Friday, July 28, 2017

Alice Cooper Career Retrospective

As we hit the release of Alice Cooper’s 27th studio album, it is worth reflecting on his career to date. For the past 48 years, Alice Cooper (both the band and the solo artist) has had a roller coaster ride of a career, creating some of the best music known to man (and admittedly, some of the worst by such a popular artist). Though he is my favourite singer, the sheer diversity of Alice’s music and the peaks and dips in quality make it easy to be more objective about each of his albums. What follows is an analysis of every single album, with some references to the state of Alice’s career where relevant. But before digging into Pretties For You, it’s worth unleashing some general thoughts about Alice’s career.

Table of Contents

1. Alice Cooper the Trendhopper
2. A Master Lyricist
3. A Catalogue of Deep Cuts
4. Pretties For You (1969)
5. Easy Action (1970)
6. Love It To Death (1971)
7. Killer (1971)
8. School's Out (1972)
9. Billion Dollar Babies (1973)
10. Muscle of Love (1973)
11. Alice Cooper the Band Becomes Alice Cooper the Singer
12. Welcome To My Nightmare (1975)
13. Goes to Hell (1976)
14. Lace and Whiskey (1977)
15. From The Inside (1978)
16. Flush The Fashion (1980)
17. Special Forces (1981)
18. Zipper Catches Skin (1982)
19. DaDa (1983)
20. Out of the Dark… and Into the Light
21. Constrictor (1986)
22. Raise Your Fist and Yell (1987)
23. Trash (1989)
24. Hey Stoopid (1991)
25. The Last Temptation (1994)
26. Brutal Planet (2000)
27. Dragontown (2001)
28. The Eyes of Alice Cooper (2003)
29. Dirty Diamonds (2005)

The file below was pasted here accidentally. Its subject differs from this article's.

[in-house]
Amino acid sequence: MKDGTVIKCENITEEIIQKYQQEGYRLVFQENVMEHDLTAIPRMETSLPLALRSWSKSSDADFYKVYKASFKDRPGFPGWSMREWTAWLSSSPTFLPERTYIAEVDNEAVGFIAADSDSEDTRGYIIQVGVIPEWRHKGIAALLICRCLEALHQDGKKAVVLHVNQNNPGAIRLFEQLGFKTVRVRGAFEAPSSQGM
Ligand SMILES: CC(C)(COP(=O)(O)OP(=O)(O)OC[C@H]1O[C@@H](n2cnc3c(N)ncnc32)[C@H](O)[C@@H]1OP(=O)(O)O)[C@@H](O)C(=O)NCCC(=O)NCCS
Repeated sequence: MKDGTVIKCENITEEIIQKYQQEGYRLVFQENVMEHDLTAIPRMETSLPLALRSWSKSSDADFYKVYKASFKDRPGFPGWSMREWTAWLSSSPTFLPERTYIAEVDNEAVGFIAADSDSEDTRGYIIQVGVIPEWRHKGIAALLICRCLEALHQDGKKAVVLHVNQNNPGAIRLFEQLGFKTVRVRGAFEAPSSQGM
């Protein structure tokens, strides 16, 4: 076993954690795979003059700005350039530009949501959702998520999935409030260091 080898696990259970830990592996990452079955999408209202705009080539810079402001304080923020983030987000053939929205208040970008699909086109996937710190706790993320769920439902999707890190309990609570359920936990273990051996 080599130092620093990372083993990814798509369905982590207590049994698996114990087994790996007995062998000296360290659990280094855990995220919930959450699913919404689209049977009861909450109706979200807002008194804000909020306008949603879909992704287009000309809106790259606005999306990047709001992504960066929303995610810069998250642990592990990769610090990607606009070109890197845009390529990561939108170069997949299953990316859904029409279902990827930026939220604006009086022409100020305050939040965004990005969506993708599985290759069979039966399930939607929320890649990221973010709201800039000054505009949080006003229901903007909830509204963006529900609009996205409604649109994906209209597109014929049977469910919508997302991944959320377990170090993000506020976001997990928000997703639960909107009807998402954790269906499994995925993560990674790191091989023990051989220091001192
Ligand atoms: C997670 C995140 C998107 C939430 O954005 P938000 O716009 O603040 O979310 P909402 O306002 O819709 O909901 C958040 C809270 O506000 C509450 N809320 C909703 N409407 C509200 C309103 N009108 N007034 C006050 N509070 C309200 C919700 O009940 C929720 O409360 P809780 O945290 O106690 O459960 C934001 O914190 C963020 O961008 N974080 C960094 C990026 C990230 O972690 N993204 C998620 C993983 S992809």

30. Along Came A Spider (2008)
31. Welcome 2 My Nightmare (2011)
32. Final Album Ranking
33. Top 20 Most Underappreciated Alice Cooper Songs
34. Conclusion

Alice Cooper the Trendhopper
Like it or not, Alice Cooper has spent much of his career as a trendhopper. Within the confines of the band, Alice Cooper was among the first to use makeup and extreme stage antics in such a compelling way, but from a musical perspective, much of his career (particularly after the 70s) was spent following the trends. Even at the very beginning: both Pretties For You and Easy Action are somewhat psychedelic journeys. The classic albums represented the most original era of Alice’s career, but shortly after his solo work started, Alice jumped from New Wave (early 1980s) to heavy metal (mid/late 1980s) to a glammier sound (Trash/Hey Stoopid), to a more stripped-down grunge-inspired record (The Last Temptation), to industrial/nu-metal influenced music (Brutal Planet/Dragontown), back to stripped-down rock and roll (mid 2000s), before ultimately realizing his place as a shock rock icon and creating a series of concept/nostalgia records (2008-present).

This isn’t necessarily a criticism of Alice. As will be examined later, he did many of these sounds far better than their originators. It is however, an interesting observation about his career. While he’s certainly known most for his shock rock antics, he’s not as one dimensional as other artists who have been around for decades. For this reason, there is probably plenty of music within his discography that would appeal to almost anyone.

A Master Lyricist
Coming from a heavy metal background, lyrics have always seemed unimportant. Sure, they should fit the music, but for most bands, bad lyrics have little impact, while good lyrics only further serve to improve the quality of the music. Fortunately, Alice Cooper has always been a master lyricist. Having reviewed several hundred records, I don’t often spend much time on lyrics, but this will be a recurring theme across this retrospective because there are some truly inspired words on most Alice Cooper records. The songwriting credits of Alice’s solo career haven’t always been clear to me; in large part because he spends most albums working extremely closely with one or two people (Dick Wagner/Bob Ezrin, Bernie Taupin, Bob Marlette, Kane Roberts, and Desmond Child all come to mind as having significant impacts on individual records), but the uniting theme across everything is Alice Cooper, and so it is fair to assume that while some of the musical changes are likely inspired by these collaborators, but the lyrics and melodies likely often start with Alice.

A Catalogue of Deep Cuts